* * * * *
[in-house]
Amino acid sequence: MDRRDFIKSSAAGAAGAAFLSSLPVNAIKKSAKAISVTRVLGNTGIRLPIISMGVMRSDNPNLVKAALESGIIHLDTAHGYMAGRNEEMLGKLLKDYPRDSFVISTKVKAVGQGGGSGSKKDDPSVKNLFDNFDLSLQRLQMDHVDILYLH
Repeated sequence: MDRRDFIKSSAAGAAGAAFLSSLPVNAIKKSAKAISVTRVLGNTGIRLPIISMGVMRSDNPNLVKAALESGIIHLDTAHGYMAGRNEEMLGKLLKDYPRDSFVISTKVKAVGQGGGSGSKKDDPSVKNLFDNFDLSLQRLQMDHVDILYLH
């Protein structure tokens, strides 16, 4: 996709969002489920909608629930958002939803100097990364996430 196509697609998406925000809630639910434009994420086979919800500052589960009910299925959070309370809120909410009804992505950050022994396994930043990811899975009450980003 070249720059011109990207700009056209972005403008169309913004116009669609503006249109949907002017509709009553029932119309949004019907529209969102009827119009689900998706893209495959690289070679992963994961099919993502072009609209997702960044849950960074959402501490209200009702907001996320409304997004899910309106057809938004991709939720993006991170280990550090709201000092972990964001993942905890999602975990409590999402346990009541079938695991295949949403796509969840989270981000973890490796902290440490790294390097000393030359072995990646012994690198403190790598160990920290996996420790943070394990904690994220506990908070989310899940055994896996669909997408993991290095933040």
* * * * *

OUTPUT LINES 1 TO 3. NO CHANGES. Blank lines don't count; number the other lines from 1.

[in-house]
Amino acid sequence: MDRRDFIKSSAAGAAGAAFLSSLPVNAIKKSAKAISVTRVLGNTGIRLPIISMGVMRSDNPNLVKAALESGIIHLDTAHGYMAGRNEEMLGKLLKDYPRDSFVISTKVKAVGQGGGSGSKKDDPSVKNLFDNFDLSLQRLQMDHVDILYLH
Repeated sequence: MDRRDFIKSSAAGAAGAAFLSSLPVNAIKKSAKAISVTRVLGNTGIRLPIISMGVMRSDNPNLVKAALESGIIHLDTAHGYMAGRNEEMLGKLLKDYPRDSFVISTKVKAVGQGGGSGSKKDDPSVKNLFDNFDLSLQRLQMDHVDILYLH